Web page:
Is the international financial system safer now than it was five years ago? Speakers for this Davos Panel at the World Economic Forum (WEF): Douglas Flint, Martin Wolf, Paul Singer, Antony Jenkins, Anat Admati.
If readers have not done so already, we have a great preview from Paul Singer on this debate, so please check out the article here.
Paul Singer plans to argue that markets are not safer post crisis.
Douglas starts off by stating that markets are safer now than they were pre-crisis. He notes that 1. the system can withstand shocks better now 2. Behavioral changes have contributed to a more sound financial system.
Douglas notes that although the system can withstand shocks better, that does not mean that no risk exists. However, there is much more transparency in terms of counter-party risk, which was not the case in the OTC market. Regulators can now place penalties on those who take too much risk, such as Volcker, Vicker etc. The UK has gone even further with separating bank activities.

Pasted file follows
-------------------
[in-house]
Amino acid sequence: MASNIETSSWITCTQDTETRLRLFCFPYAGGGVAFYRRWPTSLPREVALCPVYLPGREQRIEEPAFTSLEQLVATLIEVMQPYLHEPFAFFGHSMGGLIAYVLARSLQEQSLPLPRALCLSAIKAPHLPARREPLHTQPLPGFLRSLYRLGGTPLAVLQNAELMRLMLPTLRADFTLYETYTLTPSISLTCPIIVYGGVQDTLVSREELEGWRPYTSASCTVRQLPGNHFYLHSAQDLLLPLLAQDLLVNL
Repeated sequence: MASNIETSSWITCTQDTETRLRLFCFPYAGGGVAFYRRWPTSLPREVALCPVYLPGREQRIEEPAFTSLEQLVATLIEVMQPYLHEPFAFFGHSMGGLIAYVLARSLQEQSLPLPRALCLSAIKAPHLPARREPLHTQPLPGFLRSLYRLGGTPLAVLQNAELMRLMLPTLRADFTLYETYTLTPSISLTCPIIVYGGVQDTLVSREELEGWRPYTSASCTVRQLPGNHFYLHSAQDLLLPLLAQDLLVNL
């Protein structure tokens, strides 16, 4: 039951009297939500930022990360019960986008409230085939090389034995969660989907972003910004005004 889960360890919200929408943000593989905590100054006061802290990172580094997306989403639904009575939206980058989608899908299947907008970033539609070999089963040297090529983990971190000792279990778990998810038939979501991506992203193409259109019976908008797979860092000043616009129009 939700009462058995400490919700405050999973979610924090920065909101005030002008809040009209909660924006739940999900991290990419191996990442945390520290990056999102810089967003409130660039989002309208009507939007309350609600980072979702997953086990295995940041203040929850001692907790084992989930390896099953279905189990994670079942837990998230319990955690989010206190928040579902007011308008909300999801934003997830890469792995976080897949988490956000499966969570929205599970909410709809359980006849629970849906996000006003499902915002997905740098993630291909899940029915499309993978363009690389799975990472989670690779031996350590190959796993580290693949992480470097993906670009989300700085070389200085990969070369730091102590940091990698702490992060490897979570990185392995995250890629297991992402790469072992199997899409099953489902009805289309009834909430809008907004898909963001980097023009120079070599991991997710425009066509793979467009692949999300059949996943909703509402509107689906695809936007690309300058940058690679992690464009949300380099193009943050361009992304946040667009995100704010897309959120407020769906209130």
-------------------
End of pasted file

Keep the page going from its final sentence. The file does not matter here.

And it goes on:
Douglas thinks the most important part (which gets little focus) is that boards and management are spending much more time focusing on risk.
Paul Singer is the second speaker. He says that relatively modest improvements cannot make things safer. He does not believe that the markets or financial systems are safer. Some regulation has been in the right position, some in the wrong. However, derivatives still pose a big risk, and there has been no progress in this area.
Notional amounts of derivatives is in aggregate is 36% higher than pre-crisis. Nobody knows the exact number and notional is not perfect, but nothing has changed from 2008.
See the full speech from Paul Singer below.
The full video of the panel can be found below.